Harrier Jump Jet





The Harrier, informally referred to as the Harrier Jump Jet, is a family of jet-powered attack aircraft capable of vertical/short takeoff and landing operations (V/STOL). Named after a bird of prey, it was originally developed by British manufacturer Hawker Siddeley in the 1960s. The Harrier emerged as the only truly successful V/STOL design of the many attempted during that era, despite being a subsonic aircraft, unlike most of its competitors. It was conceived to operate from improvised bases, such as car parks or forest clearings, without requiring large and vulnerable air bases. Later, the design was adapted for use from aircraft carriers.

Harrier Jump JetThere are two generations and four main variants of the Harrier family, developed by both UK and US manufacturers.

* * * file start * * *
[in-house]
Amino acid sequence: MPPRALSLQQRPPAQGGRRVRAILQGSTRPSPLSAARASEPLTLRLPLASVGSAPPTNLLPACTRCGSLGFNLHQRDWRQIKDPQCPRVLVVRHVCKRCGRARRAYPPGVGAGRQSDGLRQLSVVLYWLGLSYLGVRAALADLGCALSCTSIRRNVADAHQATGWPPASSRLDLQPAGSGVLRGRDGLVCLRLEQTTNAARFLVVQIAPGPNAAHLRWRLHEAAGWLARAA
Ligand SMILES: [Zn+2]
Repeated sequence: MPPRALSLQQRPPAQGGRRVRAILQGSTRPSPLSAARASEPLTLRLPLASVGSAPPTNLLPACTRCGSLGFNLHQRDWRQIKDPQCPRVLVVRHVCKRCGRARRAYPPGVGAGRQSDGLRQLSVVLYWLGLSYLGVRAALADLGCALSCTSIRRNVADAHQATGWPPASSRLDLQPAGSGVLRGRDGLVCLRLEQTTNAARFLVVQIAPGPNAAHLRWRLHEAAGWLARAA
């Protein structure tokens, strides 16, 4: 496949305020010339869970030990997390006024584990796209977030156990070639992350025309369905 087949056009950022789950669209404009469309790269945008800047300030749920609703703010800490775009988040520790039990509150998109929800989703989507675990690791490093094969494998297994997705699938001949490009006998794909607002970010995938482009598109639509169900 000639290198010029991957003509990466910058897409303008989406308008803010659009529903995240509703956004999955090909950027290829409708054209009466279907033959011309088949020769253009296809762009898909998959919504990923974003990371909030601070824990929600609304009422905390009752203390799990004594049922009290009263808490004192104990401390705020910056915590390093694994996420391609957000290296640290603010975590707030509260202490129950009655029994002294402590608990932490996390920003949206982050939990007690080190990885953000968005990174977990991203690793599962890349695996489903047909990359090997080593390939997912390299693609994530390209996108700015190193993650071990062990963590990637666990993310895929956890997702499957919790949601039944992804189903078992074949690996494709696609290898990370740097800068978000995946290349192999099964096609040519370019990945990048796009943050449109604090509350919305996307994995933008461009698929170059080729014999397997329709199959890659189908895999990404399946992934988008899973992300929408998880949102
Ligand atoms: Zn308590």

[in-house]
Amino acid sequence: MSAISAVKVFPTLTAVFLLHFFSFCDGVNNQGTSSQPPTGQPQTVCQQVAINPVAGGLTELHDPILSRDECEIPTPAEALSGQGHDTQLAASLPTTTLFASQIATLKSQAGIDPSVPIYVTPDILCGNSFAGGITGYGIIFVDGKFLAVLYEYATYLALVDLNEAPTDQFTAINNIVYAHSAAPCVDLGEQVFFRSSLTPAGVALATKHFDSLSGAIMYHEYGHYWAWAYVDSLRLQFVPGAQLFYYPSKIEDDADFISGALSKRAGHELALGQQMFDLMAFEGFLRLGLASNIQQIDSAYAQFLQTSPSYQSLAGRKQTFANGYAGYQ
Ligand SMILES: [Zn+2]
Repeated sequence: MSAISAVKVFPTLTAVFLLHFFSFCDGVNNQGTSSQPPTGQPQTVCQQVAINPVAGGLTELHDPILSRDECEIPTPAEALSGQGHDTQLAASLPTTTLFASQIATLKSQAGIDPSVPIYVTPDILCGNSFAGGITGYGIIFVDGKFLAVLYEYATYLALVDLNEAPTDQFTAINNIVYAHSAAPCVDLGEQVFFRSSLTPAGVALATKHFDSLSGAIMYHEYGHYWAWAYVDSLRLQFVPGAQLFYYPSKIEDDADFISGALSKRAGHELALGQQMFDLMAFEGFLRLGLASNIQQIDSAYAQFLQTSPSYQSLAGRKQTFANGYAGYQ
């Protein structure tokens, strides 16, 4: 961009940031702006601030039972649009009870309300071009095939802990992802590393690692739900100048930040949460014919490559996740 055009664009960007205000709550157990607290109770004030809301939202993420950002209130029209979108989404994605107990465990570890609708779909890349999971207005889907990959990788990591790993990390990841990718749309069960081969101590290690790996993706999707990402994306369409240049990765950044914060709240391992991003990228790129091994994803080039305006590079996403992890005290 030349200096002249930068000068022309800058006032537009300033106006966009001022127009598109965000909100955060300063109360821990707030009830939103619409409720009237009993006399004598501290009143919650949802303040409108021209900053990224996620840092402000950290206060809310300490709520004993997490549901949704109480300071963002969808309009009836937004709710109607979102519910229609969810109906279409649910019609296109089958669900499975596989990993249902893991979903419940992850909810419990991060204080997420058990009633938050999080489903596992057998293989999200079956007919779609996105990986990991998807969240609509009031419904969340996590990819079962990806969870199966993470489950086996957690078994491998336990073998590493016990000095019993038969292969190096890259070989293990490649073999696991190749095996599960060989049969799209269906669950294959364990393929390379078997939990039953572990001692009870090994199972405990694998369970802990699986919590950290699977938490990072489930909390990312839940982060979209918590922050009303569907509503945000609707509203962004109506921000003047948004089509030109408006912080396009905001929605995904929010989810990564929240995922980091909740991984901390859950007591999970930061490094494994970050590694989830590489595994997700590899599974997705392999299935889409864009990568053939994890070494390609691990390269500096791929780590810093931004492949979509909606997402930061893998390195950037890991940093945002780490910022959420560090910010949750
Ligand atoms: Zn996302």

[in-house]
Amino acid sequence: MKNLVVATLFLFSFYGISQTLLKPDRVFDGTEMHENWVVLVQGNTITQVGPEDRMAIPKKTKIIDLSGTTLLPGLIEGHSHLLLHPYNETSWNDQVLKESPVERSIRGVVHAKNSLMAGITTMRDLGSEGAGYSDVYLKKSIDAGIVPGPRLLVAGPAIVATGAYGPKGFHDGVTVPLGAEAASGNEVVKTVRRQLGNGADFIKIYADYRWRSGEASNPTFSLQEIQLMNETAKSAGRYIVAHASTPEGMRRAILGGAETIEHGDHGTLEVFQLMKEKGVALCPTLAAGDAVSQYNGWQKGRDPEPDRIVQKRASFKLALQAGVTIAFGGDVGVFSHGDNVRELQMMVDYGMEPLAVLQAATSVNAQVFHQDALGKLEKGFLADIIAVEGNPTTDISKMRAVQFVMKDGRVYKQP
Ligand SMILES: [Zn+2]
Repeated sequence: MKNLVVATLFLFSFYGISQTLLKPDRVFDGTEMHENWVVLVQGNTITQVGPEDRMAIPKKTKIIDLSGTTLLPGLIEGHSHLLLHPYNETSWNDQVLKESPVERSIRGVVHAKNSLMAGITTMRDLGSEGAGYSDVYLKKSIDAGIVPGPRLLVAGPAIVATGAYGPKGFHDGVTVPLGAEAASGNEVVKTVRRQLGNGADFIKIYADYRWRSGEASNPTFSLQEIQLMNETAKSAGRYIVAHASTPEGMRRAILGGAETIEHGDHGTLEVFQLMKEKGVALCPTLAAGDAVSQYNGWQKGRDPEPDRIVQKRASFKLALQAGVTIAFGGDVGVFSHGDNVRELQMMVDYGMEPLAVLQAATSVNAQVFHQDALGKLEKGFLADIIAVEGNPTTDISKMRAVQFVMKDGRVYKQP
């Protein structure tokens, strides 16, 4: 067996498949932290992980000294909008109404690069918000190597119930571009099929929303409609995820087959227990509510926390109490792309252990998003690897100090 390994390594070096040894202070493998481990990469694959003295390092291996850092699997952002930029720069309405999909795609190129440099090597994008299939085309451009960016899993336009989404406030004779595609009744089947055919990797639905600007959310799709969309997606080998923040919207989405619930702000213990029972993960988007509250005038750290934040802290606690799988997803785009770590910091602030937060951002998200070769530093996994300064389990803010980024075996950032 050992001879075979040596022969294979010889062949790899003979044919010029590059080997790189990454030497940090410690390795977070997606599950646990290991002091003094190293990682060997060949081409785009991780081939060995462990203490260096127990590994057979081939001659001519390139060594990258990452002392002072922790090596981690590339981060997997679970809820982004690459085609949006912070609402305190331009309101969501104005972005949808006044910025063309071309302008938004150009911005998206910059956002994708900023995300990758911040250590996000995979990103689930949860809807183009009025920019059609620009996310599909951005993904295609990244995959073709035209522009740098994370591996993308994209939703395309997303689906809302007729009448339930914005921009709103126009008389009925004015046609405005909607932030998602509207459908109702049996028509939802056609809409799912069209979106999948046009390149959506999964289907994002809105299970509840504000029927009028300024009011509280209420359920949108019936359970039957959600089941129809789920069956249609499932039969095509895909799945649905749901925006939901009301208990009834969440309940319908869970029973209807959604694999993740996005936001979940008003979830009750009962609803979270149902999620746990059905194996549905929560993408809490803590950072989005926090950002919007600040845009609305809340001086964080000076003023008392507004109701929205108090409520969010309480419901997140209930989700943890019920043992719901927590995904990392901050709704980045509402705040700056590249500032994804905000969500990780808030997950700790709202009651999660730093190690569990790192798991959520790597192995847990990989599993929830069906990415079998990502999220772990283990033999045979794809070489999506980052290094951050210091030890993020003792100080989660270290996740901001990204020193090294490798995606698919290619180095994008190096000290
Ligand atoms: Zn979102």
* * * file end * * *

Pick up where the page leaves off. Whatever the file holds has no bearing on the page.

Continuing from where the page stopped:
The Hawker Siddeley Harrier is the first generation-version and is also known as the AV-8A Harrier; it was used by multiple air forces, including the Royal Air Force (RAF) and the United States Marine Corps (USMC). The Sea Harrier is a naval strike/air defence fighter derived from the Hawker Siddeley Harrier; it was operated by both the Royal Navy and the Indian Navy. During the 1980s, a second generation Harrier emerged; manufactured in the United States as the AV-8B and in Britain as the British Aerospace Harrier II respectively. By the start of the 21st century, the majority of the first generation Harriers had been withdrawn, many operators having chosen to procure the second generation as a replacement. In the long term, several operators have announced their intention to supplement or replace their Harrier fleets with the STOVL variant of the F-35 Lightning II, designated as the F-35B. More details